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About Oregon City courier=herald. (Oregon City, Or.) 1898-1902 | View This Issue
OREGON CITY COURIER-HERALD, FRIDAY, JUNE U, 1901
A GREAT SALE
Now for dress goods, including Silks. If our
prices for dress goods were not lower than else
where, our sales would not be so large, If you
think this over you will see the force of it, and
will feel inclined to come here for your dress
goods and silks.
Once a customer always a customers, for it is
value such as we offer that hold our friends and
constantly increase their ranks.
FRENCH AND AMERICAN VENETIANS
In all the new colorings, 48, 52 and 54-inch, at 75c, 97c, $1.00,
$1.4; and $1.73 a yard. Sponged and finished. Extraordinary
McAllen & McDonnell
EXCLUSIVE DRY GOODS IMPORTERS
THIRD and MORRISON . '- PORTLAND, OREGON
LOCAL AND PERSONAL
Bates Hawley, of Logan, wai in town
Frank Hutchinson, of Stone,, was in
M. Weston, of Springwatei, was in
Alfred Smith, of Macksburg, was in
the city Monday.
George Bowdish, of Springwater, was
in town Monday.
T. L. Dibble, of Molalla, was in Ore
gon City Monday.
F. W. Case, of Liberal, was a risitor
in Oregon City Friday.
Otis Townsend, a Dallas attorney,
was in the city Saturday.
John Gosser, of Clackamas prsctnet,
was in Oregon Ciiy Tuesday.
Hugh Currin, of CurriniAille, was a
visitor in the city Saturday.
Road Supervisor A. W. Cooke, of Da
mascus, was in the city Friday.
S. E. Gregory, the Carus teasel
grower, was in the city Monday.
Pierce Miller and family, of Molalla,
were visitors in the city Saturday.
Mips Gertie Shaner. of McKee, has
been visiiing Mrs. Fish at Needy.
K. McFarland, of the Vigorit Powder
Company, was in the city Monday.
Mrs. S. E. Faquet, of Portland, was
visiting frieuds in Oregon City Monday.
? Mrs. G. W. Brown went to CarvalJis
Monday to visit relatives for a few days.
Mrs. Henry Hedges, of Barlow, has
been visiting relatives at at Hood River.
Miss . Laura Kocher, of Marks'i
Prairie, is visiting relatives in the city.
Miss Pearl Dick and Miss Adams, of
Portland, yiaite i the Misses Ohase Sun
day. Mrs. J. F. Montgomery and two chil
dren are visiting relatives at Jefferson
John Weismandel, of Macksburg, was
a visitor in the city for a couple of days
during the past week.
R. Fanton, who is making a success
of sawing coid wood by machinery Dear
Ganby, was in town Saturday.
H. Choate, of Elliott Prairie, was in
town Saturday, and reported that grain,
hops and fruit, all looked well.
George Strickland, of Macksburg, wag
in the city Saturday, and attended the
teachers meeting at Willsburg.
Professor P. L. Coleman, who is again
located at his old home at Mucksb'irg,
was in the city during the week.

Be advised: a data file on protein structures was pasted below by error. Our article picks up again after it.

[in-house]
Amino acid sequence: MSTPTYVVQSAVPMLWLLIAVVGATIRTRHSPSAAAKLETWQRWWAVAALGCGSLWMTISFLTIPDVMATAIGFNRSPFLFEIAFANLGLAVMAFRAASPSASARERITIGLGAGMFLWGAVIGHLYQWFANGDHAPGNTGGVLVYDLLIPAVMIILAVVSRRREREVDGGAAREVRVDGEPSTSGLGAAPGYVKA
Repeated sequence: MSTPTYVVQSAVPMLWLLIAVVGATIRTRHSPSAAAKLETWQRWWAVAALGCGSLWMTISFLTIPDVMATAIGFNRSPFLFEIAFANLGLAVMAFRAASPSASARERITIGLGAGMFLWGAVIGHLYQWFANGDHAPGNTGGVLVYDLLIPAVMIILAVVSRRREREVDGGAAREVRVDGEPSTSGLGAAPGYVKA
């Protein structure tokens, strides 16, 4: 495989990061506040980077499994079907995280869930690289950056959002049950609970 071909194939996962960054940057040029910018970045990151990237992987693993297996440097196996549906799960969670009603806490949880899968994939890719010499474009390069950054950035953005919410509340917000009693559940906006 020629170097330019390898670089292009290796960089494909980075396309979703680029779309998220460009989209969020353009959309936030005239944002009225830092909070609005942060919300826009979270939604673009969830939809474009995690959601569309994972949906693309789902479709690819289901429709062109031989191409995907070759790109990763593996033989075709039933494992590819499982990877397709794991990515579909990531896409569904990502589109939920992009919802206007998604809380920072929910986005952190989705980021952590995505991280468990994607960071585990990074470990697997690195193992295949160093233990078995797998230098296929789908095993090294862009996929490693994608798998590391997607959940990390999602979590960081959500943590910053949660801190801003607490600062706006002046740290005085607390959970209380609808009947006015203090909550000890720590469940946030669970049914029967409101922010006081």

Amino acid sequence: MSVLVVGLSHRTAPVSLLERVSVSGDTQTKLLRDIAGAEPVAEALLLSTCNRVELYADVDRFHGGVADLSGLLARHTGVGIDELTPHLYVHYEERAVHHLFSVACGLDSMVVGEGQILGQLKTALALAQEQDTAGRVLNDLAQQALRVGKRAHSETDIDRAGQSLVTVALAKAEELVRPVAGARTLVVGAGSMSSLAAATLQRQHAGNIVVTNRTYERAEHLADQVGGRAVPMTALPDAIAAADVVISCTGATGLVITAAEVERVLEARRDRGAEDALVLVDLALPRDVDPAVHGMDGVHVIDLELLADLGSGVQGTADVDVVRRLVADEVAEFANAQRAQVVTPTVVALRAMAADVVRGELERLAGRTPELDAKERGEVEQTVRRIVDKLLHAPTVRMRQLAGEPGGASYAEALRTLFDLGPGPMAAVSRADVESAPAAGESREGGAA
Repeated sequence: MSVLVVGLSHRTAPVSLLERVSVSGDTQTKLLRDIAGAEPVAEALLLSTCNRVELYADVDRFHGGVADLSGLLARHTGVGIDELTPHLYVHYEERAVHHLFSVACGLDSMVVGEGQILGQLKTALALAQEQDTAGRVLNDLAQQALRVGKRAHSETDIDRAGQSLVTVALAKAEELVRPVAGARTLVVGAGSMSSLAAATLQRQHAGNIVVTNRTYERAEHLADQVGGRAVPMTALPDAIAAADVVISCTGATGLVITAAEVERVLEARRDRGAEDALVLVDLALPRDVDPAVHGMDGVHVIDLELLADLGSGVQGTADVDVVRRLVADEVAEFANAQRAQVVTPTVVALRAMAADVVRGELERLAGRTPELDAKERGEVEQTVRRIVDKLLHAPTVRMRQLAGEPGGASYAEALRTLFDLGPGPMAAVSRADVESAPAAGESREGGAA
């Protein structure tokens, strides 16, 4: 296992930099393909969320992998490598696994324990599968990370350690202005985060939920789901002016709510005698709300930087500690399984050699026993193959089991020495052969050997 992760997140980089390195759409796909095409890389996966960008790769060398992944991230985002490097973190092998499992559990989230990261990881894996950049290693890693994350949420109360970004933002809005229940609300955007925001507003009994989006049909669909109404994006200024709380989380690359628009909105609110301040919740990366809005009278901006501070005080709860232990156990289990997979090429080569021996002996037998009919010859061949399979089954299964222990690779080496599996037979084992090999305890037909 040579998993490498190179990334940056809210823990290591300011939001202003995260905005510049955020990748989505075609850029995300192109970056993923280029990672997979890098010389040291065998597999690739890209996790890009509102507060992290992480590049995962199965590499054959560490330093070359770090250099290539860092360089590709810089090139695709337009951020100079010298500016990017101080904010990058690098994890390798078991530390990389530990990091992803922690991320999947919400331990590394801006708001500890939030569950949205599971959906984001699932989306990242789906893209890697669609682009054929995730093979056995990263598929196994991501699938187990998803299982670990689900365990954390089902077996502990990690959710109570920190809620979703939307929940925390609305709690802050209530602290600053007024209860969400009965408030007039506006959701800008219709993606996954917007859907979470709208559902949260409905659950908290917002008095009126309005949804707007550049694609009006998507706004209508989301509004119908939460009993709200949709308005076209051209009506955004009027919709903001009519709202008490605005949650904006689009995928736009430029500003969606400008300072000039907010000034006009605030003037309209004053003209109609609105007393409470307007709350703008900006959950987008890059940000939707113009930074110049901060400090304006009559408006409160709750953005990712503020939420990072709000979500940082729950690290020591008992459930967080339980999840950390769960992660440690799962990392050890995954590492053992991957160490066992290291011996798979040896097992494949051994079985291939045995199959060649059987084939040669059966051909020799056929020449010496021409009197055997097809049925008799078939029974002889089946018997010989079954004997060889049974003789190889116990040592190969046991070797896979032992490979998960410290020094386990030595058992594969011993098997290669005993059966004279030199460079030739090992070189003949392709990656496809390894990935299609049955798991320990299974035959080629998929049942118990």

Frank Miller, the grower of large veg
etables at Shubel, says that mote warm
sunshine is needed for growing crops.
John Shannon, of Beaver Creek, was
in Portland Friday, purchasing extras
for his large steam thresher. He also
Cassius U. Barlow, of Barlow, re
cently returned from the California oil
regions, and reports matters booming.
Clifford J. Owen, editor and manager
of the Portland Evening Telegram, was
a caller at this office Friday afternoon.
Miss Addie L. Clark, principal of the
Barclay school, is spending her summer
vacation at the old home in Polk
Miss Florence Patty, one of the teach
ers in the West Oregon City school,
went to Salem Sunday to visit relatives
for a few days.
Road SuperAisor W. H. Engle, of Mo
lalla, was in town Tuesday, and stated
that he would soon begin some work on
tbe Everbart hill.
Richard Scott, jr., of Benton county,
who was visiiing his parents, Mr. and
Mm. Richard Scott, of Milwaukie, re
turned home Friday.
Shirley Buck, principal of the Cane
mab school, is taking a course of studies
in a Portland business college, during
the Bummer vacation.
Mrs. M. C. Hayward, of Carus, who
has been spending several days visiting
Mrs. Griswold, returned home Tuesday.
Forest Grove Times. ,
0. E. Moulton, of the Northern Pa
cific Railroad land department at Ta
coma, was in the city Monday on busi
ness before the land office.
Mrs. Mary Kaylor and daughter, Miss
Linnie, were in from, Molalla Tuesday,
to meet Norman Kaylor, who arrived
from Sumpter for a short stay.
Mr. and Mrs. Charles Miller, of Gar
field, were in the city Tuesday. He is a
member of the firm of Miller Brothers,
who carry on a sawmill business.
M. Bussard, who originated he feed
yard idea here, now conducts a similar
establishment in Albany in connection
with handling agricultural implements.
G. L. Gray, who removed from this
place to Shedds, Linn connty, has lo
cated in McMinnville with his family.
He bag purchased a warehouse there.
A. V. Davis, of Marquam, went to
Portland Tuesday to visit his neice, Miss
Pearl Russell, who recently underwent
a surgical operation at a Portland hos
pital. C L. Stflrlincrflr. wlin livpia nn PlinrlAa
Holman's farm at Meadowbrook, was
in town Saturday. He reported that the
present conditions were favorable for
good crop yields.